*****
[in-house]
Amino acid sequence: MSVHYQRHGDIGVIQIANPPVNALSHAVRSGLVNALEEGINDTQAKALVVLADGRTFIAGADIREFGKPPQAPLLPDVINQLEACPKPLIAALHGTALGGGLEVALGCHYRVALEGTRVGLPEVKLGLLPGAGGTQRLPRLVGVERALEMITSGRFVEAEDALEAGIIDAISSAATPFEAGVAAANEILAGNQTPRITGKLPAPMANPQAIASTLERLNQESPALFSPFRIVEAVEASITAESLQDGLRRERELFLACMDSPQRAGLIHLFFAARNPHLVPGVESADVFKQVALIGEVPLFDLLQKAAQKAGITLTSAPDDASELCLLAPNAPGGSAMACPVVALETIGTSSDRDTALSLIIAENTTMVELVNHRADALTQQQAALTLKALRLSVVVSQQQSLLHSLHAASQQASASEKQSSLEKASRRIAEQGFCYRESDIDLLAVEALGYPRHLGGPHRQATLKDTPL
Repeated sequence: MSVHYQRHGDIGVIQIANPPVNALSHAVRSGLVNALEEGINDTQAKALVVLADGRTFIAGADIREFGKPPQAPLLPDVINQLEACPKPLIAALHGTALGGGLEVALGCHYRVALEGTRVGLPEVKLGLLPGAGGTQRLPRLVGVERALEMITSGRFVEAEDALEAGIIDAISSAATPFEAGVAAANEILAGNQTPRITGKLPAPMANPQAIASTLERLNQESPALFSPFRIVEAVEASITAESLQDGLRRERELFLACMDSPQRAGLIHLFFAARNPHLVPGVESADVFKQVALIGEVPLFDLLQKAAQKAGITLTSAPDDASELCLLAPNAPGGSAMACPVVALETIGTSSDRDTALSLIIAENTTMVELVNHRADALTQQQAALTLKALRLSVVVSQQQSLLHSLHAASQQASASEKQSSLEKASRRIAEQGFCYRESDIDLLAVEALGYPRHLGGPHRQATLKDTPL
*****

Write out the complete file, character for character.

[in-house]
Amino acid sequence: MSVHYQRHGDIGVIQIANPPVNALSHAVRSGLVNALEEGINDTQAKALVVLADGRTFIAGADIREFGKPPQAPLLPDVINQLEACPKPLIAALHGTALGGGLEVALGCHYRVALEGTRVGLPEVKLGLLPGAGGTQRLPRLVGVERALEMITSGRFVEAEDALEAGIIDAISSAATPFEAGVAAANEILAGNQTPRITGKLPAPMANPQAIASTLERLNQESPALFSPFRIVEAVEASITAESLQDGLRRERELFLACMDSPQRAGLIHLFFAARNPHLVPGVESADVFKQVALIGEVPLFDLLQKAAQKAGITLTSAPDDASELCLLAPNAPGGSAMACPVVALETIGTSSDRDTALSLIIAENTTMVELVNHRADALTQQQAALTLKALRLSVVVSQQQSLLHSLHAASQQASASEKQSSLEKASRRIAEQGFCYRESDIDLLAVEALGYPRHLGGPHRQATLKDTPL
Repeated sequence: MSVHYQRHGDIGVIQIANPPVNALSHAVRSGLVNALEEGINDTQAKALVVLADGRTFIAGADIREFGKPPQAPLLPDVINQLEACPKPLIAALHGTALGGGLEVALGCHYRVALEGTRVGLPEVKLGLLPGAGGTQRLPRLVGVERALEMITSGRFVEAEDALEAGIIDAISSAATPFEAGVAAANEILAGNQTPRITGKLPAPMANPQAIASTLERLNQESPALFSPFRIVEAVEASITAESLQDGLRRERELFLACMDSPQRAGLIHLFFAARNPHLVPGVESADVFKQVALIGEVPLFDLLQKAAQKAGITLTSAPDDASELCLLAPNAPGGSAMACPVVALETIGTSSDRDTALSLIIAENTTMVELVNHRADALTQQQAALTLKALRLSVVVSQQQSLLHSLHAASQQASASEKQSSLEKASRRIAEQGFCYRESDIDLLAVEALGYPRHLGGPHRQATLKDTPL